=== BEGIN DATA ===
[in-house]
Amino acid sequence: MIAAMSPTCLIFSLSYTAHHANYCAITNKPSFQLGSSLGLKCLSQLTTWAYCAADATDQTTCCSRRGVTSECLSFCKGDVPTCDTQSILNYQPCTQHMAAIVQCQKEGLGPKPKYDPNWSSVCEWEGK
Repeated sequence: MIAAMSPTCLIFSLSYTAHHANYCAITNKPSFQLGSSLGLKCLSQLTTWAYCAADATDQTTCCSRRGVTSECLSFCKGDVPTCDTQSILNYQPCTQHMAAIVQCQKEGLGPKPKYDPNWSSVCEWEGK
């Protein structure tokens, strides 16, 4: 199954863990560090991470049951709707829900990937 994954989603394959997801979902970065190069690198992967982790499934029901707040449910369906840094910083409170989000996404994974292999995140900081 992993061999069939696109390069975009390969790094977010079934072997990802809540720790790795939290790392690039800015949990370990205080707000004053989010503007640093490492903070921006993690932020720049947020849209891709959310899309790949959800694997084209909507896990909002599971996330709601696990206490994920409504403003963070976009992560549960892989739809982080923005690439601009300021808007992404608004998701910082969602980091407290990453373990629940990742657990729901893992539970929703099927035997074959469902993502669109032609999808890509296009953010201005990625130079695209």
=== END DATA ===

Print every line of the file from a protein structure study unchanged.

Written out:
[in-house]
Amino acid sequence: MIAAMSPTCLIFSLSYTAHHANYCAITNKPSFQLGSSLGLKCLSQLTTWAYCAADATDQTTCCSRRGVTSECLSFCKGDVPTCDTQSILNYQPCTQHMAAIVQCQKEGLGPKPKYDPNWSSVCEWEGK
Repeated sequence: MIAAMSPTCLIFSLSYTAHHANYCAITNKPSFQLGSSLGLKCLSQLTTWAYCAADATDQTTCCSRRGVTSECLSFCKGDVPTCDTQSILNYQPCTQHMAAIVQCQKEGLGPKPKYDPNWSSVCEWEGK
């Protein structure tokens, strides 16, 4: 199954863990560090991470049951709707829900990937 994954989603394959997801979902970065190069690198992967982790499934029901707040449910369906840094910083409170989000996404994974292999995140900081 992993061999069939696109390069975009390969790094977010079934072997990802809540720790790795939290790392690039800015949990370990205080707000004053989010503007640093490492903070921006993690932020720049947020849209891709959310899309790949959800694997084209909507896990909002599971996330709601696990206490994920409504403003963070976009992560549960892989739809982080923005690439601009300021808007992404608004998701910082969602980091407290990453373990629940990742657990729901893992539970929703099927035997074959469902993502669109032609999808890509296009953010201005990625130079695209």